There’s a new line of underwear out there called Tommy John. Unfortunately for baseball fans, it isn’t the creation of the former pitcher, which is kind of a shame. There go your opportunities for beefing up John’s Hall of Fame case by observing, “Jim Palmer only posed in his underwear; Tommy John up and created his.”
John—the lefthanded pitcher, not the young underwear magnate in the making—is on the Modern Baseball Era Committee’s Hall of Fame ballot, along with Steve Garvey (whose case or lack of one I discussed previously), Don Mattingly, Jack Morris, Dale Murphy, Dave Parker, Ted Simmons, and Luis Tiant, among former players.
And it’s always been tempting to push for John’s election to the Hall of Fame as a hybrid candidate, a solid pitcher who also underwent the first of the pioneering surgeries that have long since borne his name. It’s a powerful case until you remember two things:
1) Tommy John himself didn’t devise the surgery, Dr. Frank Jobe did, though it’s kind of a shame that you even have to make the distinction. I’ve actually bumped into millenials who think Tommy John surgery was named after the doctor who created and performed it for the first time.
There have been baseball players who became doctors of one or another kind after their playing days (Moonlight Graham, family practitioner; Bobby Brown, cardiologist; Ron Taylor, orthopedist; Jim Lonborg, orthodontist; Doc Medich, orthopedist), but Tommy John wasn’t one of them.
2) Both John and Jobe have been honoured by the Hall of Fame for Jobe’s creation and John’s successful rehabilitation from the operation. They were recognised formally by the Hall during the presentations of the J.G. Taylor Spink (for writers) and Ford C. Frick Awards (for broadcasters). And that’s still a lot more than a lot of major league baseball players get.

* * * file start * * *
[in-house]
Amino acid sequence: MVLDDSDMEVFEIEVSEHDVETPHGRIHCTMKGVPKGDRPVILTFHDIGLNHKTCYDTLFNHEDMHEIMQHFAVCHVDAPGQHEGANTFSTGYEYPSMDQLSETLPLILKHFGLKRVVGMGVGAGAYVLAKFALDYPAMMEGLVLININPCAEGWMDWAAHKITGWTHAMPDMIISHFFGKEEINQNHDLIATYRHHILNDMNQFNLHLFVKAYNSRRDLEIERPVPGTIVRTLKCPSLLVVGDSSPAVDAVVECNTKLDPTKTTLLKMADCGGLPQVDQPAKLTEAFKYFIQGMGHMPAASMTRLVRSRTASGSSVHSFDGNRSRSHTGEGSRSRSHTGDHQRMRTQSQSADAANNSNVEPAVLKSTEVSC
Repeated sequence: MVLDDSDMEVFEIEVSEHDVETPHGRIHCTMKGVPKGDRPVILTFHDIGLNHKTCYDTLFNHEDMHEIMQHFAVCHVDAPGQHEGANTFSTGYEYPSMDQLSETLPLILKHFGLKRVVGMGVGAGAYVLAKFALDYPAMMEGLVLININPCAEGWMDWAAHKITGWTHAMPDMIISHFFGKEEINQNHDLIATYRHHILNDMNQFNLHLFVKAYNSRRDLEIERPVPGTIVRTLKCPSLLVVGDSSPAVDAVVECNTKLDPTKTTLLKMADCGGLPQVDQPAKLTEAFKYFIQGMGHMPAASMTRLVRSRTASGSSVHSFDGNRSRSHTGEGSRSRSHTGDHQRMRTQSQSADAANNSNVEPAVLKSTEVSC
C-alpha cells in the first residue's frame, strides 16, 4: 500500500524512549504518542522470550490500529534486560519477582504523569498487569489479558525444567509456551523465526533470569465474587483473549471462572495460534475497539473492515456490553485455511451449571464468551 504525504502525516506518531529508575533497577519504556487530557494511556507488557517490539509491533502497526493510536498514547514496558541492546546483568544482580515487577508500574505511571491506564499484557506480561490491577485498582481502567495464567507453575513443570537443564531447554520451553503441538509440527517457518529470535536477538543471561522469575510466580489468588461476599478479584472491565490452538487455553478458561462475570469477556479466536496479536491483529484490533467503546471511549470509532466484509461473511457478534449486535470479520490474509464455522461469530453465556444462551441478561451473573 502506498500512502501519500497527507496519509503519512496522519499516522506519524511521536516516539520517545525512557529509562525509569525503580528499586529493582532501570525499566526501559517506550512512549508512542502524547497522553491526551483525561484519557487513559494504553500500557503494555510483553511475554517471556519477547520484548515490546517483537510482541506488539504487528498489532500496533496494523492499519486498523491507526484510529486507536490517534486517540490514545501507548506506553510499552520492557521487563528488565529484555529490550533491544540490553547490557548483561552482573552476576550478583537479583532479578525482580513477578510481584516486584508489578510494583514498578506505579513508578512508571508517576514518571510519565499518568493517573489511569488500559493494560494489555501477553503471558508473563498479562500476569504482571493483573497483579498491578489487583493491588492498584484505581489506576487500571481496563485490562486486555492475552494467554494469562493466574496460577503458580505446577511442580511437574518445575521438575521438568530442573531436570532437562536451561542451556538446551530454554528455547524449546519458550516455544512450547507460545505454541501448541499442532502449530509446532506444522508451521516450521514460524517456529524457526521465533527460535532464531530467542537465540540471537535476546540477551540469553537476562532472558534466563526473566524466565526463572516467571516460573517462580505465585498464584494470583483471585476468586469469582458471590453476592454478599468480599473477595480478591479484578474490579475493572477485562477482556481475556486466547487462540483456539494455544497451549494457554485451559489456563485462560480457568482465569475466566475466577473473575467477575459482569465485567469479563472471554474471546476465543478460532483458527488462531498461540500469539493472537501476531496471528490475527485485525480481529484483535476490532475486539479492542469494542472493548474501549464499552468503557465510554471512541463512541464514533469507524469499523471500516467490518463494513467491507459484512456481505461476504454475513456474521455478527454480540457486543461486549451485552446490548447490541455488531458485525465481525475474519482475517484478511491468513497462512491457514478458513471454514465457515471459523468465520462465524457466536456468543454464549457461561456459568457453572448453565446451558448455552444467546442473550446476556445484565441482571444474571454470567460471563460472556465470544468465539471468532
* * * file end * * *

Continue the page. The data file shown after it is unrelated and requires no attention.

John’s supporters like to point to his longevity and longevity does matter to a certain extent. But he had twelve seasons prior to the surgery and sixteen after that arduous eighteen-month rehabilitation. Was there a truly broad difference between Tommy John before and after?
There really wasn’t. According to the measurement of wins above a replacement level player, John was worth almost exactly the same WAR before and after his surgery. (Before: 31.1. After: 30.9.) That’s taking into account that he had his three 20+ win seasons after the surgery.
It also accounts for the fact that three of the four times John ever reached five or more WAR in a season happened before the surgery, with one (1979) after it. His first (5.6 in 1968, the Year of the Pitcher) landed him his first of four All-Star appearances and saw him finish with the best ERA (1.98) of his career; his last was a season in which he finished second in the Cy Young Award voting.
John was an off-speed specialist whose money pitch (earlier in his career, anyway) was a sinkerball and who threw ground balls as prodigiously as Ozzie Smith hunted them down with or without the acrobatics. (He also threw a few other, shall we say, trick pitches, about which more anon.) He threw with an easy motion and was a lot better staying away from walks after his surgery than before it, but he wasn’t much of a strikeout pitcher, averaging 105 per 162 games lifetime with a lifetime 1.8/1 strikeout-to-walk ratio.
John has four years of real peak value (1977-1980), which he divided with two seasons for the Dodgers and two for the Yankees and got his only top-ten Cy Young Award finishes including three top five. He was, on both sides of his surgery, a classic innings-eater even into his 40s, and in fact ate a few more innings after his surgery than before, and that accounts for the five 200+ inning seasons he had pre-surgery with the White Sox and the Dodgers.
Before his surgery, if people knew Tommy John at all it was because he was dealt to the Dodgers in the 1972 deal that brought talented and buffeted Dick Allen to the White Sox, where Allen promptly went out and had the MVP season that led the White Sox back to pennant contention for a spell. Or, because he was part of the three-way 1965 deal between the Indians, the White Sox, and the Kansas City Athletics that returned Rocky Colavito to the Indians after a four-year exile.